What has the Church done to help? I won’t say that the Church has done nothing. That would not be true. But the Church of Argentina has a record of either ignoring or even persecuting our best and brightest. Fr. Leonardo Castellani comes to mind. On the other hand, mediocrity has been duly encouraged. To use a colloquial phrase uttered often by suffering Argentines: “Es lo que hay” – it is what it is.
In that sad context, tens of thousands of Argentines (video here) marched on Palm Sunday to protest against the legalization of abortion. It was a large, peaceful, nationwide march contrasting with the usual small hordes of mayhem and destruction marching to demand abortion. Bishops and many priests were seen walking with their congregations.
I hope that marks the beginning of a return from the shadowlands of Liberation Theology and Marxism in general – Lord, hear my prayer.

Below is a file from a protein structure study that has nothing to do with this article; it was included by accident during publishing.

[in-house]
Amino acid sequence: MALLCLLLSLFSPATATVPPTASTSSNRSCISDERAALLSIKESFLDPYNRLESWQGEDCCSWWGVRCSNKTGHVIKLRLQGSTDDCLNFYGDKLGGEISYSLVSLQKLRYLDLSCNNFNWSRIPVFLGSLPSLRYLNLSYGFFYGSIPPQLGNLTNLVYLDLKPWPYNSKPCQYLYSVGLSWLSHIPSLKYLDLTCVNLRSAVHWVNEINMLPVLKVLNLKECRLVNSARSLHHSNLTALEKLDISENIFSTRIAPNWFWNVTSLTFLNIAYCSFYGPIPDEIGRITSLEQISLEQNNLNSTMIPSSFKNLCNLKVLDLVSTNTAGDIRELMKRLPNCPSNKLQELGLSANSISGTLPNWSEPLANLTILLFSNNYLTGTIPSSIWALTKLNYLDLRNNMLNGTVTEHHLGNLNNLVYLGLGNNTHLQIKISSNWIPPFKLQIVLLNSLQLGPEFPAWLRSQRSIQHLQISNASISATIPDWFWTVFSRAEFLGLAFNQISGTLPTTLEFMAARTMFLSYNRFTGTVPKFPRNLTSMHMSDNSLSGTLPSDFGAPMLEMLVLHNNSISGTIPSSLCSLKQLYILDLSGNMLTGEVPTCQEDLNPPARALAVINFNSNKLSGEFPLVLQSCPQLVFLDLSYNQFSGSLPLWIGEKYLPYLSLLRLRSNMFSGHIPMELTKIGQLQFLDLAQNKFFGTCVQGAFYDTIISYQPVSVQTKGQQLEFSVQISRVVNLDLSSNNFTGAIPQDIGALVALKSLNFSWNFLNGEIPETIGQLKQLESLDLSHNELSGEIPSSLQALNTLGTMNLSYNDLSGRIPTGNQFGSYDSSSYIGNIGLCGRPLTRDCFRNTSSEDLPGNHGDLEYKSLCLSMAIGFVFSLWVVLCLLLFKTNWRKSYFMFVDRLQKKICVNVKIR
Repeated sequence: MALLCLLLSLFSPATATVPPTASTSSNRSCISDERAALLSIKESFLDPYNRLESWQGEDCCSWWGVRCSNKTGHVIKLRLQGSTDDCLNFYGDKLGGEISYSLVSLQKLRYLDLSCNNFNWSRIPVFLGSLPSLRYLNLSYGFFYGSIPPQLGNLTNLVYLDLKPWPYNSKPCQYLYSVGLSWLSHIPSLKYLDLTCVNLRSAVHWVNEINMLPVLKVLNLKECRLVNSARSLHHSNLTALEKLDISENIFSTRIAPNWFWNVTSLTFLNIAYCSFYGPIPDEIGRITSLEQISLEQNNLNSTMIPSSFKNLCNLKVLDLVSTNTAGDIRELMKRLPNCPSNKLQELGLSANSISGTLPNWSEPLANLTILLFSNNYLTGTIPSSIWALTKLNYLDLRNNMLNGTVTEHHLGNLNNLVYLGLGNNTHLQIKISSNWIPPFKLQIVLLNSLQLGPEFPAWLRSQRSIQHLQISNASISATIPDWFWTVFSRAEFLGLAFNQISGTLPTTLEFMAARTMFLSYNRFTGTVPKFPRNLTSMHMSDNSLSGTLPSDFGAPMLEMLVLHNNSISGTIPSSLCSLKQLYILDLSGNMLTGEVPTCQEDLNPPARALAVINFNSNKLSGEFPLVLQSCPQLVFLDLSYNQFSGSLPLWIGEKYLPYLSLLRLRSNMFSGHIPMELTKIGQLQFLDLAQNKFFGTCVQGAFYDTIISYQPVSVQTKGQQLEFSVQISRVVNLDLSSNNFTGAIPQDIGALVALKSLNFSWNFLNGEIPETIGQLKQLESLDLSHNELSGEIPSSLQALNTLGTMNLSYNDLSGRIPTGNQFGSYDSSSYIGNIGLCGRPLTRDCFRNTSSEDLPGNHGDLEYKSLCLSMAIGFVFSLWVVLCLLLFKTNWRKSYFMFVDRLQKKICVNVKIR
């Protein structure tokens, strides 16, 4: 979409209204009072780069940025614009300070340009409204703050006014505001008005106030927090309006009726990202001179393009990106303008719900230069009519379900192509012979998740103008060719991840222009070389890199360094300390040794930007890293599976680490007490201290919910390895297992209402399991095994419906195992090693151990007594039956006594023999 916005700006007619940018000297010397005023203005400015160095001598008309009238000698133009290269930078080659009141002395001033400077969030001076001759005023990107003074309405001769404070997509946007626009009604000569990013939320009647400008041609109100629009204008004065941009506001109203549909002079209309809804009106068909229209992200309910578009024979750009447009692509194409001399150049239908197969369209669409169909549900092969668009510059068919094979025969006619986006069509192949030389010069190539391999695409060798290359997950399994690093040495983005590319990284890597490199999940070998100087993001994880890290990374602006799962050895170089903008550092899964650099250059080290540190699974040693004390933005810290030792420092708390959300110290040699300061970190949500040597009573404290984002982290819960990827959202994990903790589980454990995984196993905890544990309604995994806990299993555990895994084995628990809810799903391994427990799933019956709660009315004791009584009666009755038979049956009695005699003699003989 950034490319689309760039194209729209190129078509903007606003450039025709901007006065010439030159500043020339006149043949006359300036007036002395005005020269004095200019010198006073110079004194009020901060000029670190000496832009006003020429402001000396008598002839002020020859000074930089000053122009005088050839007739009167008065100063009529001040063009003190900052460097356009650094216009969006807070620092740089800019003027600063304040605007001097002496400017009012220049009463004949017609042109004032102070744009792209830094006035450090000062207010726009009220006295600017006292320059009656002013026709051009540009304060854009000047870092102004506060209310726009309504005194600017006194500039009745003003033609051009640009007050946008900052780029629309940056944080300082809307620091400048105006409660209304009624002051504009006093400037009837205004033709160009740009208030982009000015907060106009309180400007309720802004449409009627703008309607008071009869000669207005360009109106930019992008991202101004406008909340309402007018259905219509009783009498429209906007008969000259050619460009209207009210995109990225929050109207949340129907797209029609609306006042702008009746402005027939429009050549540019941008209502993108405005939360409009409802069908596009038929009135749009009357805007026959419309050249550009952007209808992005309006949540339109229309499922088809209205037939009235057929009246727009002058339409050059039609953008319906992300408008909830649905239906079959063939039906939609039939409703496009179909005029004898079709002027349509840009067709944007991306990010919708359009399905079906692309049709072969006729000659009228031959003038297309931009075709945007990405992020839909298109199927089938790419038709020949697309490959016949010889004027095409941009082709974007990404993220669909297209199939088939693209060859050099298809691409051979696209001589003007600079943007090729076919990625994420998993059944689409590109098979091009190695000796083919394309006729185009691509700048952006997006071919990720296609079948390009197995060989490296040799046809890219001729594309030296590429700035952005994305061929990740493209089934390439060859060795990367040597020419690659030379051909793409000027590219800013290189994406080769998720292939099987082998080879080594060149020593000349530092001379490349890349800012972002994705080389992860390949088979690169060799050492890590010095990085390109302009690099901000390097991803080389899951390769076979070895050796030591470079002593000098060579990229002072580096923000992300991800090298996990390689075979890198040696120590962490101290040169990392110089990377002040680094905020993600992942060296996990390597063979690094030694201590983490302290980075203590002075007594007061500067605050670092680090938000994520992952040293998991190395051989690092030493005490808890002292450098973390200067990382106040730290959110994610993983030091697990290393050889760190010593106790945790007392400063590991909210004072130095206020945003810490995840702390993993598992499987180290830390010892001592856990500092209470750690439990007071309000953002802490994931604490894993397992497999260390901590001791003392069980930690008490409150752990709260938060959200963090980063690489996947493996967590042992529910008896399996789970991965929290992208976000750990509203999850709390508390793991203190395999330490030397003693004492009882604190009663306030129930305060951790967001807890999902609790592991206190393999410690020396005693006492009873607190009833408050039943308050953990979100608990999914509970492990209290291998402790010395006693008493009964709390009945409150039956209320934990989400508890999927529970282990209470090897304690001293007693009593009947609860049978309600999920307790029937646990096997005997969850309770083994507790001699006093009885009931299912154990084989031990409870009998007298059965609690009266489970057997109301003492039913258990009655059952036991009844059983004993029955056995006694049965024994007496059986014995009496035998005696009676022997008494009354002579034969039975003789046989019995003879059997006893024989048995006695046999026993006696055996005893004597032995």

The local newspapers report that during the march, Patricia, an American citizen – a former employee of a U.S. abortionist, with a personal history of three abortions – gave a wrenching account of how she managed to abandon her former lifestyle of sex and drugs. She is now involved in supporting pro-life movements worldwide.
Since abortion is widely practiced illegally in some of the posh health clinics of Buenos Aires, there was no lack of locals warning others of the horrors of post-abortion life.
It was fitting to have that march on Palm Sunday when the Logos, the Author of Life Incarnate, entered Jerusalem to the acclamation of the crowd. Only a few days later, he would be arrested at the Garden of Gethsemane. Remember that our word “abortion” comes from two Latin words, ab (outside, ripped out) and hortus/ortus (garden/birth) “what is outside the garden” or “what does not bloom.”
Mediocre religious and pusillanimous political leaders committed the worst crime in history by nailing a perfectly innocent man to a Roman cross. It would be a really good sign for Argentina – after one century of darkness – if her lawmakers had the guts to affirm life, paying no attention to the crowd shouting, “Crucify Him!”
*Image: Pro vida: Thousand took to the streets on Palm Sunday in Buenos Aires. [Photo: Osvaldo Fantón / AMB]